The stylist had a similar convo with Insider in 2021, speaking about the charity fashion show in the pilot episode, when many designers denied her request for using pieces in the scene. She understood getting turned down, though, seeing as no one at the time could predict what a cultural phenomenon the show would turn into; Josh Schwartz, the series creator, was just 26 years old when it aired, after all. (Note: He created Gossip Girl, another binge-worthy teen drama, the same year The O.C. ended.) But when the show’s star power began to show midway through that first season, Welker started receiving a slew of requests from labels to feature their looks on screen.

Warner Bros
Warner Bros

Considering the many Y2K trends that began with The O.C., one can’t deny the show changed the way we dressed in the early ’00s. Thanks to Summer Roberts (played by actor Rachel Bilson) and Julie Cooper, Marissa’s unhinged mom played by Melinda Clarke, Juicy Couture tracksuits became a trend that reached meteoric heights, with Hollywood It girls like Paris Hilton and Britney Spears catching the velour fever.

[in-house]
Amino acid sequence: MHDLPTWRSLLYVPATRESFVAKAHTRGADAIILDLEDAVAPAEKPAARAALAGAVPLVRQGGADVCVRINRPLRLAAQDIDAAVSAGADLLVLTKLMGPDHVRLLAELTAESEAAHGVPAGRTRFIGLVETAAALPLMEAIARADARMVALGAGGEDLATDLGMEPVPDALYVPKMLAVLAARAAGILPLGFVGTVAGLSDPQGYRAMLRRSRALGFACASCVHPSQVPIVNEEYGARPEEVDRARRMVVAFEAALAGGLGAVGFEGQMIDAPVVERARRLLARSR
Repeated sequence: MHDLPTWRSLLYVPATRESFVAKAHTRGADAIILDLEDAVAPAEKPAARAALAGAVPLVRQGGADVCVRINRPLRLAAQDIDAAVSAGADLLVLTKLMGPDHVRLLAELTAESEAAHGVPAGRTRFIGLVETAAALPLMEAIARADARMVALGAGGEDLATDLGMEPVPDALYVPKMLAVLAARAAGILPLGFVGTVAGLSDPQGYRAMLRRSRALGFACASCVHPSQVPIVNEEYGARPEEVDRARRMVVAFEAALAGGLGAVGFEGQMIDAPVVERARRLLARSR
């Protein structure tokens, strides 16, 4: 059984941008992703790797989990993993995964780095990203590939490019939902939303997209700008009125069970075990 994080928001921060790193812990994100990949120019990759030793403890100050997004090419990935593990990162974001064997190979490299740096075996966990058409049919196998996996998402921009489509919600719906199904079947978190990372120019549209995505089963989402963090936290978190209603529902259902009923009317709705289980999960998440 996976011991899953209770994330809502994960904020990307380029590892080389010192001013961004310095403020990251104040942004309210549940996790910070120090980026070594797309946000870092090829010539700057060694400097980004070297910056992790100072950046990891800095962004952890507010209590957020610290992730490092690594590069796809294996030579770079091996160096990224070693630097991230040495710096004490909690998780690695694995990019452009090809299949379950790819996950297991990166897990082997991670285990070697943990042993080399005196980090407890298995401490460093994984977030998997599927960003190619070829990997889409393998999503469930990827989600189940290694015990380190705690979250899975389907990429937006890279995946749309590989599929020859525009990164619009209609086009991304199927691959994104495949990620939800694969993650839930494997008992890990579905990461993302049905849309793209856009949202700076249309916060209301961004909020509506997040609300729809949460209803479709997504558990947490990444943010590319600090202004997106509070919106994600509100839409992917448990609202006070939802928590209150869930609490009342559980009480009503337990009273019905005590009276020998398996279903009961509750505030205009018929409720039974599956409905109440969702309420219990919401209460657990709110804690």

Teeny-tiny miniskirts, too, became an outfit signature within the cast, including for Olivia Wilde’s bad-girl character Alex Kelly (yes, the actor made a cameo on Season 2 as Seth’s girlfriend!). And when The Hills premiered years after The O.C., Heidi Montag followed suit, wearing micro hemlines reminiscent of those donned by Newport Beach’s fashion-forward high schoolers. And I’d be remiss not to mention the Ugg boots Marissa wore during her time on the show, as teens across the country soon began strolling to class in the notoriously “ugly” shoes (myself included, obviously).

But what’s even more notable is how the series’ signature style has returned to the fashion zeitgeist in recent years. Following Miu Miu’s miniskirt-filled Spring/Summer 2022 collection, the itty-bitty look roared back into the style world. Hordes of other designers, including Diesel and Theophilio, jumped on board by presenting their distinct takes on the look, from the former’s Fall/Winter 2022 belt iteration to the latter’s Spring/Summer 2023 two-tone leather style. Then there’s the polarizing low-rise jean trend, which has been slowly edging its way back to into relevance via labels like Blumarine and Vaquera. Even Juicy tracksuits — a look you probably never thought you’d see again — have been revived thanks to collaborations with brands like Ganni and Aries.

Whether you emulated the characters’ looks the first time around or are just discovering all the sartorial greatness now (um, jealous), there’s no better way to celebrate The O.C.’s 20th anniversary than by recreating some of the best outfits with an assortment of Y2K pieces below. I, for one, will be copying my most-loved look from the series’ four-season run, Summer’s silky scarf and halter top mashup she wore on the squad’s Tijuana trip, before summer (ha!) ends.